By: SPACE.com Staff
Published: 10/26/2012 10:54 AM EDT on SPACE.com
A massive storm that encircled Saturn nearly two years ago was even more powerful than scientists had thought, new research reveals.
Observations by NASA's Cassini spacecraft — which first detected the tempest in December 2010 — show that the enormous Saturn storm sent temperatures in the planet's stratosphere soaring 150 degrees Fahrenheit (66 degrees Celsius) above normal, according to a new study.
"This temperature spike is so extreme it's almost unbelievable, especially in this part of Saturn's atmosphere, which typically is very stable," study lead author Brigette Hesman, of the University of Maryland and NASA's Goddard Space Flight Center in Greenbelt, Md., said in a statement.
"To get a temperature change of the same scale on Earth, you'd be going from the depths of winter in Fairbanks, Alaska, to the height of summer in the Mojave Desert," added Hesman, whose team describes its results in a paper to be published in the Nov. 20 issue of The Astrophysical Journal. [Video: Saturn's Monster Storm]
The team also detected a huge surge of ethylene at the time of the storm, which apparently produced 100 times more of the odorless, colorless gas than had been thought possible for Saturn. Its origin is a mystery.
"We've really never been able to see ethylene on Saturn before, so this was a complete surprise," said Goddard's Michael Flasar, team lead for Cassini's composite infrared spectrometer instrument.
The monster Saturn storm was one of the planet's so-called Great White Spots, which tend to pop up every 30 Earth years or so (or roughly once every Saturn year). This most recent one grew to encircle the planet by late January 2011, and it eventually extended about 9,000 miles (15,000 kilometers) from north to south before appearing to sputter out in late June of that year.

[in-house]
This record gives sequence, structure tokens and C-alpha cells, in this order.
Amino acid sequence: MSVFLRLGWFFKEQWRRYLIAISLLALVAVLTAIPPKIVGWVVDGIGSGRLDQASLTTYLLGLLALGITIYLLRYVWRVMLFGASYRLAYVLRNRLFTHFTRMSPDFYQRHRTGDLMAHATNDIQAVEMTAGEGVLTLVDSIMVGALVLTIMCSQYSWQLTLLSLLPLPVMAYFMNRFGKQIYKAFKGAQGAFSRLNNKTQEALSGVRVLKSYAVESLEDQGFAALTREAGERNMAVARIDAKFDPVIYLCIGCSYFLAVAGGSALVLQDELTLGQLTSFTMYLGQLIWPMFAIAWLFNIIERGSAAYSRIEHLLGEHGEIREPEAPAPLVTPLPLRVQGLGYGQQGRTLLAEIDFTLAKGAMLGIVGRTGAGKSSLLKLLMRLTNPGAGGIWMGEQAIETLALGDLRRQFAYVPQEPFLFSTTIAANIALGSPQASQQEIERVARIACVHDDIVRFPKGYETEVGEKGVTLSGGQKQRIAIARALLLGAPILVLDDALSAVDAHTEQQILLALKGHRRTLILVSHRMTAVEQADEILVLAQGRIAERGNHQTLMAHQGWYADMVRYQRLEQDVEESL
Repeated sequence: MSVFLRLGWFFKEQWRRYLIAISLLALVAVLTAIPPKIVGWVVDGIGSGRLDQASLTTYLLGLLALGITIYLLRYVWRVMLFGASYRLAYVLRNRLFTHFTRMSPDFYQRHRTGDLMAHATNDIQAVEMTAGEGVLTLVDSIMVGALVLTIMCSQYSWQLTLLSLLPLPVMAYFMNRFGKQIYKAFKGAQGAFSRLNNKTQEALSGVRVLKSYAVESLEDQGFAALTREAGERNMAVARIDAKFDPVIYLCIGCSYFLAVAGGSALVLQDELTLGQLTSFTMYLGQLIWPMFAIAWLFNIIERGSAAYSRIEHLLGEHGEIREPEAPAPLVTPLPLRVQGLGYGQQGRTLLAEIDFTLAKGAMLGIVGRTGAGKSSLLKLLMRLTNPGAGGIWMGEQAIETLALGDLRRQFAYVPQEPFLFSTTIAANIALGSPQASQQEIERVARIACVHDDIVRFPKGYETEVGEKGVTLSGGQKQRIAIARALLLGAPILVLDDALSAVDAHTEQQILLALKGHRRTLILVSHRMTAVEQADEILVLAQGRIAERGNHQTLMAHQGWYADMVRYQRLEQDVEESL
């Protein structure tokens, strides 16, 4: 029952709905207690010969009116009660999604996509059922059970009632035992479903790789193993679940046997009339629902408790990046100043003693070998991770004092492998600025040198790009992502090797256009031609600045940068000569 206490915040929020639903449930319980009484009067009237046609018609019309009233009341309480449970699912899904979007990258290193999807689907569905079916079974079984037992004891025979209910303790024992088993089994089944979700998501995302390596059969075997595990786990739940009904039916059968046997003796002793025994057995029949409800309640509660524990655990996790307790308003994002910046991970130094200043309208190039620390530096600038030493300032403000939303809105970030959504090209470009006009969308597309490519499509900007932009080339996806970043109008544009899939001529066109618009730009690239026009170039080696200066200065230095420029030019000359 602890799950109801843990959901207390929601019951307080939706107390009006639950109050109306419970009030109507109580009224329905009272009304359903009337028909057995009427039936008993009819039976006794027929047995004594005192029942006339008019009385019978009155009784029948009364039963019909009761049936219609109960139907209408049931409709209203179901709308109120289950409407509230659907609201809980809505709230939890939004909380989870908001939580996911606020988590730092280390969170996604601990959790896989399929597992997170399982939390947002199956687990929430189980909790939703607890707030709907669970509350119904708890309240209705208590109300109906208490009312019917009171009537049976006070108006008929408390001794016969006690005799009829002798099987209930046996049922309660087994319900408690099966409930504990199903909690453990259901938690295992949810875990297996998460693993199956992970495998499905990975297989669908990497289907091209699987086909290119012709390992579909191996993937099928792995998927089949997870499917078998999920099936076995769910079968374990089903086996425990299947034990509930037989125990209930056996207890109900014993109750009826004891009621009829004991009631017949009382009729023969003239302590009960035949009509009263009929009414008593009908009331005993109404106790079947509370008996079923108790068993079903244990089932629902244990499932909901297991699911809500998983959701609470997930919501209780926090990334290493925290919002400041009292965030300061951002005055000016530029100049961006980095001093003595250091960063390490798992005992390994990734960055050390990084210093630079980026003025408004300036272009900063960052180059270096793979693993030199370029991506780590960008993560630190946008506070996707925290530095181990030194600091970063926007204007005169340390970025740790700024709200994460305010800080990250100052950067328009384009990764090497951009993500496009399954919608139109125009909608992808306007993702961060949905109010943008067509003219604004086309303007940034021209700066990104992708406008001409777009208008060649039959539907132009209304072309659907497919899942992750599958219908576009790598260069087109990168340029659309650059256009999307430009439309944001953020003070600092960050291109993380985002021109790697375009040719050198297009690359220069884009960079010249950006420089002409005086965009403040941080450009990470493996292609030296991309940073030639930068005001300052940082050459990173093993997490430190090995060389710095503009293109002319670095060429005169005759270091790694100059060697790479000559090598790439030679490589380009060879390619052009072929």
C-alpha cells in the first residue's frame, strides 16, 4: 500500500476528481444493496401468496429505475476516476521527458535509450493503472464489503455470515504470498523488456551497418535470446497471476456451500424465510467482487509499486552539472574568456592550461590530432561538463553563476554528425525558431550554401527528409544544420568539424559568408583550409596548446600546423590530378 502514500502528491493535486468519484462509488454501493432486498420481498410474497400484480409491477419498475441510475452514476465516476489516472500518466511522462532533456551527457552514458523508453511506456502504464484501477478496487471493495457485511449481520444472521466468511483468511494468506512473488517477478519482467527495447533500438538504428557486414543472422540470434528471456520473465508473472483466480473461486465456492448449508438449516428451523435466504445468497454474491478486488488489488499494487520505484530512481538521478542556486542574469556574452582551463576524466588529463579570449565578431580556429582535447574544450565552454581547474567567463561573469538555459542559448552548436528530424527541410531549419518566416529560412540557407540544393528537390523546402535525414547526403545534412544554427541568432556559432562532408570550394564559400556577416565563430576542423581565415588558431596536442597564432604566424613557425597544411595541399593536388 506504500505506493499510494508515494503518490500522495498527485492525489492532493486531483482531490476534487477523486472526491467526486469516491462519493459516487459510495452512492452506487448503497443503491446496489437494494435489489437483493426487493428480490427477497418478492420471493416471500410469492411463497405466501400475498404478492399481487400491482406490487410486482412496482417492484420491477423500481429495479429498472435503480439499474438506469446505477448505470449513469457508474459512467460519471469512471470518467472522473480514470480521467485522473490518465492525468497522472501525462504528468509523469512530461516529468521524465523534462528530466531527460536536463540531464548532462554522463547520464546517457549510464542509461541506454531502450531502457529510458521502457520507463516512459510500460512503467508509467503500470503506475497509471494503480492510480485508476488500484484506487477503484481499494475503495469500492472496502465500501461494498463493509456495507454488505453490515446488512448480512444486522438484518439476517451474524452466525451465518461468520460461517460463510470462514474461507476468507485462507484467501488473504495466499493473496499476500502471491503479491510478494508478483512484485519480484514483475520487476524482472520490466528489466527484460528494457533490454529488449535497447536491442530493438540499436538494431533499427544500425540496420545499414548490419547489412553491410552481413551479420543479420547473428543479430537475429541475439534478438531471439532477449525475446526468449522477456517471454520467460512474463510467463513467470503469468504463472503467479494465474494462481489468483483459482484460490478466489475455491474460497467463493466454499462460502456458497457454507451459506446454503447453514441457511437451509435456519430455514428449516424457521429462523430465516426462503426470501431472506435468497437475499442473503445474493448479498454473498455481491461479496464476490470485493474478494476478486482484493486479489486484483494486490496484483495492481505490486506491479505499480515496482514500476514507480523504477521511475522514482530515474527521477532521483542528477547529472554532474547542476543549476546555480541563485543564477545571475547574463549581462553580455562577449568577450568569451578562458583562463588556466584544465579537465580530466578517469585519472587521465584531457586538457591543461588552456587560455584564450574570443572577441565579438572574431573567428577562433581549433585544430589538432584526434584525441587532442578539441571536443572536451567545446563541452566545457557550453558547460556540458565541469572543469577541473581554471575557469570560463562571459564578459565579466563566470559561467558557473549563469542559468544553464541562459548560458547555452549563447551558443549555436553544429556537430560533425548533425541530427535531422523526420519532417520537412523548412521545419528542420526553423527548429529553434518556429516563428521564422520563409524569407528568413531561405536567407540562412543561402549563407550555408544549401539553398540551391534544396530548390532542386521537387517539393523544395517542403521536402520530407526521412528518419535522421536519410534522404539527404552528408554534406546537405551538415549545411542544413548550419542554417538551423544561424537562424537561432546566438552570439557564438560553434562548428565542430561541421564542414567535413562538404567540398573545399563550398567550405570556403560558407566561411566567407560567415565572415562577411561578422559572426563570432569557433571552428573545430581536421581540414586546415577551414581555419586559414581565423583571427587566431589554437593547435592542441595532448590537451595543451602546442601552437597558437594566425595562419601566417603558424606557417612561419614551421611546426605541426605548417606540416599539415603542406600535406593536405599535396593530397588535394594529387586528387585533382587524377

The tempest was the longest-lived such storm ever observed on Saturn, scientists have said. And it was the first one ever to be studied up-close by an orbiting spacecraft.
Cassini also observed two odd patches of warm air shining brightly in the stratosphere during the storm, indicating a massive release of energy into the planet's atmosphere.
In a separate study appearing in the journal Icarus, which looked at infrared data from Cassini and two Earth-based telescopes, another research team describes how these two patches merged to become the biggest and hottest stratospheric vortex ever observed in our solar system. At first, this vortex was larger than Jupiter's famous Great Red Spot.
Though visible signs of the Saturn storm are no longer evident, the Saturn vortex persists to this day. But it's unlikely to have the 300-year-plus staying power of the Great Red Spot; scientists think the vortex will likely dissipate by the end of 2013.
"These studies will give us new insight into some of the photochemical processes at work in the stratospheres of Saturn, other giants in our solar system, and beyond," said Scott Edgington, Cassini deputy project scientist at NASA's Jet Propulsion Laboratory in Pasadena, Calif.
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A crescent Enceladus appears with Saturn's rings in this Cassini spacecraft view of the moon.
With giant Saturn hanging in the blackness and sheltering Cassini from the sun's blinding glare, the spacecraft viewed the rings as never before, revealing previously unknown faint rings and even glimpsing its home world.
This is an artist's concept of the Saturnian plasma sheet based on data from Cassini magnetospheric imaging instrument. It shows Saturn's embedded 'ring current,' an invisible ring of energetic ions trapped in the planet's magnetic field. Saturn is at the center, with the red 'donut' representing the distribution of dense neutral gas outside Saturn's icy rings. Beyond this region, energetic ions populate the plasma sheet to the dayside magnetopause filling the faintly sketched magnetic flux tubes to higher latitudes and contributing to the ring current. The plasma sheet thins gradually toward the nightside. Image Credit: NASA/JPL/JHUAPL